►Fugetsu – Dotombori, Bentencho
►Ajinoya – Namba
Kushikatsu is another traditional dish that originated in Osaka in 1929 in the suburb Shinsekai, where you can still find some of the best kushikatsu restaurants today. It is a dish of meat or vegetables cut into mouthful portions, stuck on a skewer, battered and deep-fried to a crispy golden finish. Kushi refers to the bamboo skewers and katsu means deep-fried cutlet of meat, but as I said, vegetable, seafood, quail eggs or even fruit options are also very popular options on the menu. There are some rules to follow when visiting a kushikatsu restaurant. You will probably notice quite a big tray with mysteriously looking liquid on every table. This is kushikatsu sauce where you dip your skewers before eating. Because the sauce is shared, double-dipping strictly prohibited! Kushikatsu is usually served with cabbage salad to help with digestion, as deep-fried food can be very heavy.
►Daruma - A fun and well-known chain of Kushikatsu. Good value and very tasty.
►Yaekatsu – near Tennoji Park
Tonkatsu is deep-fried tempura pork cutlet covered in panko crumbs and usually served with Japanese Worcestershire sauce, rice and shredded cabbage salad, but you can also find it in a sandwich, as an addition to curry, or served with an egg in a big bowl of udon noodles. It is a pretty straightforward dish, but far from boring. Sometimes the best things are just simple. Even though the dish originated in the early 19th century in Tokyo, Osaka takes its food very seriously and so it’s natural that you can find some of the best tonkatsu restaurants here.
►Yaba Ton Osaka – Dotombori
►Guykatsu Motomura – Namba, Umeda (multiple locations)
This is the best tonkatsu you can get in Osaka. They have multiple locations across the city.
Tonkatsu is a very popular dish all over Japan and you can often find it in grocery stores, Family marts, or 7 Eleven. They make them fresh and honesty, I think they are delicious…. I haven’t got a bad piece so far. It is a great option for a quick snack or dinner.
I would say this is a dish for thrill-seekers who don’t mind paying for their food at a higher price. Fugu is Japanese blowfish, which is prepared to be eaten raw. Nothing unusual about that, if this type of fish wasn’t extremely poisonous and can be fatal if prepared with unskilled hands. Luckily, all the fugu restaurants are strictly controlled by Japanese law and the chefs need special training of three or more years and a license to prepare this delicacy, so you really don’t have to worry if you’d like to try it. The Japanese have been eating fugu for centuries. It is one of the most celebrated and notorious dishes in Japanese cuisine. Usually, it is served in super thin slices of sashimi arranged on a large plate in a floral pattern, but you can also find it in a stew, tempura, hotpot or deep-fried.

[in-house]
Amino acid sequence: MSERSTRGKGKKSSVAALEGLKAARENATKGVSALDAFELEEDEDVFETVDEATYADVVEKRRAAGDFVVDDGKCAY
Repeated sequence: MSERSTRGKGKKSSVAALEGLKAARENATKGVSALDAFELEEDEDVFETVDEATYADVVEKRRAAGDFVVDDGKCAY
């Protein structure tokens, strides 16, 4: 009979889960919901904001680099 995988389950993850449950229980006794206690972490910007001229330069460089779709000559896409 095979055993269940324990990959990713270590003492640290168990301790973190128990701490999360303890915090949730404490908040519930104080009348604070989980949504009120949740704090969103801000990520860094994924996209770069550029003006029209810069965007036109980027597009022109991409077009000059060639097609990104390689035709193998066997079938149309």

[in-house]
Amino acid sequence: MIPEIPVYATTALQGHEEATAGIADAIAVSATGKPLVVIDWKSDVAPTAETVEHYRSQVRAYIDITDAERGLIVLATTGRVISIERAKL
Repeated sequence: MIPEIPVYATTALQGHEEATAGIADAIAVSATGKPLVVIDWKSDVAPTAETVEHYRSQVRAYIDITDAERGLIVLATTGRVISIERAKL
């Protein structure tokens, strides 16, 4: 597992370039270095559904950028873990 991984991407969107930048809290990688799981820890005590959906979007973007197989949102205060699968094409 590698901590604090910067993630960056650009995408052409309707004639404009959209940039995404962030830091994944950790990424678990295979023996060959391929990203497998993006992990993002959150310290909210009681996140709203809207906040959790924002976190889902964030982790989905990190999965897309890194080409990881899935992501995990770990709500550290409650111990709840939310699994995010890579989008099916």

►Takoyasu – Minato Ward
This place is considered as the best to enjoy blowfish in Osaka. The restaurant was founded in 1929 and it has got 2 Michelin stars. Their main focus is fugu and they can prepare it in many different ways.
►Zuboraya – Shinsekai
A spot which is easy to find when wandering through Shinsekai, because of their big lantern shaped as blowfish above the entrance. Even though they are missing Michelin stars, this place is one of the most famous to get fugu and they prepare many different dishes from it.
Another very popular dish of the Kansai region is Tonpeiyaki. Similar to okonomiyaki, tonpeiyaki is basically an egg omelette, but not as thick, easier to make and with different fillings. The translation of its name is flat grilled pork, which is one of the main components – other ingredients can be moyashi bean sprouts, cabbage, pickled ginger and spring onions.
You can usually get very good tonpeyaki at the same restaurants as okonomiyaki, or in a street food stall.
►Fukutaro – Nippombashi, 8th floor of Takashimaya department store